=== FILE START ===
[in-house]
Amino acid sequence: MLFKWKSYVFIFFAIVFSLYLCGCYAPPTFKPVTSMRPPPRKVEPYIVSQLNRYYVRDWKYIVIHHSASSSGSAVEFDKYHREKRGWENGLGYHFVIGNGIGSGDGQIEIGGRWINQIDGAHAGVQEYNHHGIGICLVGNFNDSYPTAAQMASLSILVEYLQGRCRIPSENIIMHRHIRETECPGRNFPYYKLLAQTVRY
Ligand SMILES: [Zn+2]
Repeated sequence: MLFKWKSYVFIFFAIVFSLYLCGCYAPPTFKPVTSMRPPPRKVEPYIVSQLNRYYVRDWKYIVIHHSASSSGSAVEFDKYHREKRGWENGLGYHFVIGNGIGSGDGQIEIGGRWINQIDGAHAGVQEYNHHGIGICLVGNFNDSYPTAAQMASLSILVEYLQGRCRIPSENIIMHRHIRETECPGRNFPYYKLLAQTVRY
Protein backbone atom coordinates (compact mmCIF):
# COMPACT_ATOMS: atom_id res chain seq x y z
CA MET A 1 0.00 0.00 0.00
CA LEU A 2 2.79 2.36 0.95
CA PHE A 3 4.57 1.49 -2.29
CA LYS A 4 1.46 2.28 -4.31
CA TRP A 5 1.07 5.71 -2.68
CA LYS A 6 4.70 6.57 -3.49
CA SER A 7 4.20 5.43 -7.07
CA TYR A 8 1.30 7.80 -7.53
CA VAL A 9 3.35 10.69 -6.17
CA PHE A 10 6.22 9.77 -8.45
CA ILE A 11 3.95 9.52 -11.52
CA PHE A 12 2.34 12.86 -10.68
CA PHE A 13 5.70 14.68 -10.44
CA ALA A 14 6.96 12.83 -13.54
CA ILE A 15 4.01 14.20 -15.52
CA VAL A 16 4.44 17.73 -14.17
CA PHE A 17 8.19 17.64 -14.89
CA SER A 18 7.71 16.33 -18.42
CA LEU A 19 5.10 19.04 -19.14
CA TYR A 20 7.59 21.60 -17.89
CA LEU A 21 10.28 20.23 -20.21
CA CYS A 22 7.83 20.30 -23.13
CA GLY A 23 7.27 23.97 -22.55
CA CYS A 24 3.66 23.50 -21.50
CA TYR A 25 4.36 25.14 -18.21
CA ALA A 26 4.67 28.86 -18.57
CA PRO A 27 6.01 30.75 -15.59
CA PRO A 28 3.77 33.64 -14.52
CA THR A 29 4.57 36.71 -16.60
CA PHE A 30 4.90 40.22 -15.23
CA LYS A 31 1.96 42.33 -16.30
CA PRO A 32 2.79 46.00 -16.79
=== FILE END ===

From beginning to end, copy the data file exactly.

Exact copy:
[in-house]
Amino acid sequence: MLFKWKSYVFIFFAIVFSLYLCGCYAPPTFKPVTSMRPPPRKVEPYIVSQLNRYYVRDWKYIVIHHSASSSGSAVEFDKYHREKRGWENGLGYHFVIGNGIGSGDGQIEIGGRWINQIDGAHAGVQEYNHHGIGICLVGNFNDSYPTAAQMASLSILVEYLQGRCRIPSENIIMHRHIRETECPGRNFPYYKLLAQTVRY
Ligand SMILES: [Zn+2]
Repeated sequence: MLFKWKSYVFIFFAIVFSLYLCGCYAPPTFKPVTSMRPPPRKVEPYIVSQLNRYYVRDWKYIVIHHSASSSGSAVEFDKYHREKRGWENGLGYHFVIGNGIGSGDGQIEIGGRWINQIDGAHAGVQEYNHHGIGICLVGNFNDSYPTAAQMASLSILVEYLQGRCRIPSENIIMHRHIRETECPGRNFPYYKLLAQTVRY
Protein backbone atom coordinates (compact mmCIF):
# COMPACT_ATOMS: atom_id res chain seq x y z
CA MET A 1 0.00 0.00 0.00
CA LEU A 2 2.79 2.36 0.95
CA PHE A 3 4.57 1.49 -2.29
CA LYS A 4 1.46 2.28 -4.31
CA TRP A 5 1.07 5.71 -2.68
CA LYS A 6 4.70 6.57 -3.49
CA SER A 7 4.20 5.43 -7.07
CA TYR A 8 1.30 7.80 -7.53
CA VAL A 9 3.35 10.69 -6.17
CA PHE A 10 6.22 9.77 -8.45
CA ILE A 11 3.95 9.52 -11.52
CA PHE A 12 2.34 12.86 -10.68
CA PHE A 13 5.70 14.68 -10.44
CA ALA A 14 6.96 12.83 -13.54
CA ILE A 15 4.01 14.20 -15.52
CA VAL A 16 4.44 17.73 -14.17
CA PHE A 17 8.19 17.64 -14.89
CA SER A 18 7.71 16.33 -18.42
CA LEU A 19 5.10 19.04 -19.14
CA TYR A 20 7.59 21.60 -17.89
CA LEU A 21 10.28 20.23 -20.21
CA CYS A 22 7.83 20.30 -23.13
CA GLY A 23 7.27 23.97 -22.55
CA CYS A 24 3.66 23.50 -21.50
CA TYR A 25 4.36 25.14 -18.21
CA ALA A 26 4.67 28.86 -18.57
CA PRO A 27 6.01 30.75 -15.59
CA PRO A 28 3.77 33.64 -14.52
CA THR A 29 4.57 36.71 -16.60
CA PHE A 30 4.90 40.22 -15.23
CA LYS A 31 1.96 42.33 -16.30
CA PRO A 32 2.79 46.00 -16.79